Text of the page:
Industry Association Happenings
On February 28, 2019, the California Advanced Biofuels Alliance (CABA) will hold its eighth annual California Advanced Biofuels Conference in Sacramento, California. The event has grown in popularity and offers attendees an in-depth perspective of one of the most compelling low-carbon transportation fuels markets in the world. There will also be opportunities to learn about California’s newest legislation and regulations, and to connect with the industry’s leadership, including CABA’s new executive committee for the next two years: Tyson Keever, SeQuential and Crimson Renewable Energy LP, chair; Joe Gershen, Encore BioRenewables, vice chair; Ron Cardwell, ADM, secretary; and Eric Kayser, Imperial Western Products, treasurer.
National Biodiesel Board (NBB) members also recently voted in a new slate of officers with Kent Engelbrecht, ADM, returning as chairman; Chad Stone, Renewable Energy Group, as vice chairman; Ryan Pederson, North Dakota Soybean Council, as treasurer; and Ron Heck, Iowa Soybean Association, as secretary. In addition, eight new board members were elected for two-year terms and include Troy Alberts, Ag Environmental Products; Rob Shaffer; American Soybean Association; Mike Rath, Darling Ingredients Inc.; Jeff Lynn, Illinois Soybean Association; Tim Keaveney, Lake Erie Biofuels DBA Hero BX; Greg Anderson, Nebraska Soybean Board; Robert Morton, Newport Biodiesel LLC; and Tom Brooks, Western Dubuque Biodiesel, LLC. The board reflects the wide range of member companies in the biodiesel industry from feedstock operations to producers.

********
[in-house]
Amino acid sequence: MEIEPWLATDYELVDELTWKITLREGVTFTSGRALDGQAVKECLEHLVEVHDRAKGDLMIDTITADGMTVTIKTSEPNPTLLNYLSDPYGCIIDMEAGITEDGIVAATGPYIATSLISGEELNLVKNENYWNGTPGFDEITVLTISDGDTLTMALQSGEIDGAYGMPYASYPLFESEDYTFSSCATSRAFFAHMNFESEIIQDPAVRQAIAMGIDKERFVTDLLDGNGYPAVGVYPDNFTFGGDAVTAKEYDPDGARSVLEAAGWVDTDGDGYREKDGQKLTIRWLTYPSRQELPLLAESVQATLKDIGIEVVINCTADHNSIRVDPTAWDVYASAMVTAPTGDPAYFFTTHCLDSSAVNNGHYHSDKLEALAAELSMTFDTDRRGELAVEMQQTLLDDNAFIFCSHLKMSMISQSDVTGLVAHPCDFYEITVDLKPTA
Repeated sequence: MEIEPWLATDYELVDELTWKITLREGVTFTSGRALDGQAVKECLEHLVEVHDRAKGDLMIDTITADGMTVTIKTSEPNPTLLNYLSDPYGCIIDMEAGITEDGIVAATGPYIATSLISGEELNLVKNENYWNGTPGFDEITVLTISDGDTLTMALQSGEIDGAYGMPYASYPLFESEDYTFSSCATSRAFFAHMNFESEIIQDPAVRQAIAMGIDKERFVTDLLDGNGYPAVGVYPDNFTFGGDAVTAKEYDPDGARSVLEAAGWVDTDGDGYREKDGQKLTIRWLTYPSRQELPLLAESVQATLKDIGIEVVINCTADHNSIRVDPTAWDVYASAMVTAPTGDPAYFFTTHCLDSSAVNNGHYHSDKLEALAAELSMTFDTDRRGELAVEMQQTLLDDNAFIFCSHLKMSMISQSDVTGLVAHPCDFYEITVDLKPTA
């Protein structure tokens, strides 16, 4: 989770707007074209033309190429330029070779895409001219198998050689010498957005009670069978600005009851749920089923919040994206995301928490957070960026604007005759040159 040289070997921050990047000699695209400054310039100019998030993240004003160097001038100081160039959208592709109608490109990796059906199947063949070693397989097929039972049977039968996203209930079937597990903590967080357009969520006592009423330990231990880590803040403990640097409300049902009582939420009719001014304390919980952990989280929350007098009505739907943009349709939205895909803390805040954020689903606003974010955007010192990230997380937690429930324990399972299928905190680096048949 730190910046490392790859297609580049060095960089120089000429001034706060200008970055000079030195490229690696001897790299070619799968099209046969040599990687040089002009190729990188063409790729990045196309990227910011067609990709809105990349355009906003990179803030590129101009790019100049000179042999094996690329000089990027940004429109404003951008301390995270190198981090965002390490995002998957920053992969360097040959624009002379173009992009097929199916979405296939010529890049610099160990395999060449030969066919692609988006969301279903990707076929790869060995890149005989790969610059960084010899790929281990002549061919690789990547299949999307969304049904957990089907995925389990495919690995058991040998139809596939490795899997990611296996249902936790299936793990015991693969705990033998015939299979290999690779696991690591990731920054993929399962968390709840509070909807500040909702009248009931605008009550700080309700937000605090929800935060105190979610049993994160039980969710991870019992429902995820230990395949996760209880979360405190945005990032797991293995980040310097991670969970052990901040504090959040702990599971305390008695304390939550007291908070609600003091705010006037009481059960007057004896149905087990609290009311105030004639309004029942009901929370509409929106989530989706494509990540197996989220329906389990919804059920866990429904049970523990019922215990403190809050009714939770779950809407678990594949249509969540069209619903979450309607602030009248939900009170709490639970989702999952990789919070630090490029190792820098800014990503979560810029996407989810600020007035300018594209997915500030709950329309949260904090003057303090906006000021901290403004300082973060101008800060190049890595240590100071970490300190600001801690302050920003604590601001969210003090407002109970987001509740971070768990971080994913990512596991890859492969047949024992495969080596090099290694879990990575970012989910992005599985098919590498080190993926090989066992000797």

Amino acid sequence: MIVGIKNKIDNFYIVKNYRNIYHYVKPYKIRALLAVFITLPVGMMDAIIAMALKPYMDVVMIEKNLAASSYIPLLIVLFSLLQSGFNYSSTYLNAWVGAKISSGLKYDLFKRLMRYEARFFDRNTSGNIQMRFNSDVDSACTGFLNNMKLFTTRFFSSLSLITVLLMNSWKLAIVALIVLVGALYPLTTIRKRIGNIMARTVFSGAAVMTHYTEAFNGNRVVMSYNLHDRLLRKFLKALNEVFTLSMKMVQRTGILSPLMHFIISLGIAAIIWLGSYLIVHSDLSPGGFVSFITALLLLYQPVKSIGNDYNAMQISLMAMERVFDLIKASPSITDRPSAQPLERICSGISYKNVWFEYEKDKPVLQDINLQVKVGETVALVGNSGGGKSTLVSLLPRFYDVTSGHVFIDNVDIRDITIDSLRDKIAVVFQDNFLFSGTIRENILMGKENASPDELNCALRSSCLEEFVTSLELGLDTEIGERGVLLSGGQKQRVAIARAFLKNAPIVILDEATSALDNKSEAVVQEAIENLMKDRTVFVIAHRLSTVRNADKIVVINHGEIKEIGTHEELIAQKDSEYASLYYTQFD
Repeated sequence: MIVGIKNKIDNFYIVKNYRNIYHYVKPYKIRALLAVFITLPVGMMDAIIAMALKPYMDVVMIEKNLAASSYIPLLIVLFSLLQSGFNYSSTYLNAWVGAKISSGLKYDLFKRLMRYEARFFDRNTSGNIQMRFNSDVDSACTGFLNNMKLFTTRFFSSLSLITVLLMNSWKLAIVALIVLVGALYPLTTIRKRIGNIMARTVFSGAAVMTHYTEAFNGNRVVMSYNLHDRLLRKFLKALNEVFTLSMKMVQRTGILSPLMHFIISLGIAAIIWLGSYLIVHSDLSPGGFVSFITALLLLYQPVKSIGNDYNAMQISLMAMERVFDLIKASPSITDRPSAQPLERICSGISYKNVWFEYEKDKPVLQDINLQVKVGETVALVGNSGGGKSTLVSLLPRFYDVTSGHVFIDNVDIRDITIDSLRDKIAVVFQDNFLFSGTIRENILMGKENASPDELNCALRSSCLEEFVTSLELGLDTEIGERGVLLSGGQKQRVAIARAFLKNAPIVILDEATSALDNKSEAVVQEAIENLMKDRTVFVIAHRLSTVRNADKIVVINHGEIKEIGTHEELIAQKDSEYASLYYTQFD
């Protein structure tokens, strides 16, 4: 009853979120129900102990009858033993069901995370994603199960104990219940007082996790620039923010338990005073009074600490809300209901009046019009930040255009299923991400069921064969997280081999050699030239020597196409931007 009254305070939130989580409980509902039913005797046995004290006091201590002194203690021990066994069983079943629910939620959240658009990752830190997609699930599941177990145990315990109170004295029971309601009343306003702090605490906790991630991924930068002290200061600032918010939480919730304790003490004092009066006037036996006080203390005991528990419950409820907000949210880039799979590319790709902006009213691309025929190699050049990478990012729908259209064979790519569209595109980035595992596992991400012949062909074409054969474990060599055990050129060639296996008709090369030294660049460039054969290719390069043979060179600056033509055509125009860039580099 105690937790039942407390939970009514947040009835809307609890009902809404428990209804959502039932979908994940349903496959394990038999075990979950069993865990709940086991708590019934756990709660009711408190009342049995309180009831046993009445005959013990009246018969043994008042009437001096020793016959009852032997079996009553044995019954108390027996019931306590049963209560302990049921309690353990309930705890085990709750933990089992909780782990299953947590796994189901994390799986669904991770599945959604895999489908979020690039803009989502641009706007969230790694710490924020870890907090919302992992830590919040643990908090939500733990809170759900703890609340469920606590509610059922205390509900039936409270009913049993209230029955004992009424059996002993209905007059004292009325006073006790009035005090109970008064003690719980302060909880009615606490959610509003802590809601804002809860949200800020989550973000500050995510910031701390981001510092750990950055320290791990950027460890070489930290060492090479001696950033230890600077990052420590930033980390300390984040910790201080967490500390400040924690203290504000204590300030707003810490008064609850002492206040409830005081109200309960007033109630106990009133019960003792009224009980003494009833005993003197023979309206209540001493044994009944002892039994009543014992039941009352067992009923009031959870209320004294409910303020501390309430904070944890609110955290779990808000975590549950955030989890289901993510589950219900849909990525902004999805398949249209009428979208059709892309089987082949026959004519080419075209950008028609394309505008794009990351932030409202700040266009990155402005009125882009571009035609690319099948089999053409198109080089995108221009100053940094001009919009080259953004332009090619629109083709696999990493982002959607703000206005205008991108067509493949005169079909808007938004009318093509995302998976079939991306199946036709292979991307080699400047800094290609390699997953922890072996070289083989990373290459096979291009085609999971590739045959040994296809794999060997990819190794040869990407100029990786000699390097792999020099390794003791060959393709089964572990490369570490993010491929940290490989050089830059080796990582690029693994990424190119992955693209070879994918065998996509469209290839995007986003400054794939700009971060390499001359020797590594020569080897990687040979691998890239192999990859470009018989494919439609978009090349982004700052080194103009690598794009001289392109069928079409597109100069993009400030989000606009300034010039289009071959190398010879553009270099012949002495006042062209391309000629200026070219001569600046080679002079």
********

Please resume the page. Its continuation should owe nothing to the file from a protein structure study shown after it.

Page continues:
NBB has hired Kate Shenk as director of regulatory affairs and David W. Cobb as director of federal affairs. Both individuals will work in the board’s Washington, DC, office. Shenk previously worked for the Biotechnology Innovation Organization where she led a regulatory affairs committee and developed analyses and comments on regulatory policies. Cobb most recently served as federal affairs director for CHS Inc., a Fortune 100 company and the nation’s largest farmer-owned cooperative, where he advocated for the company’s legislative and regulatory policy priorities.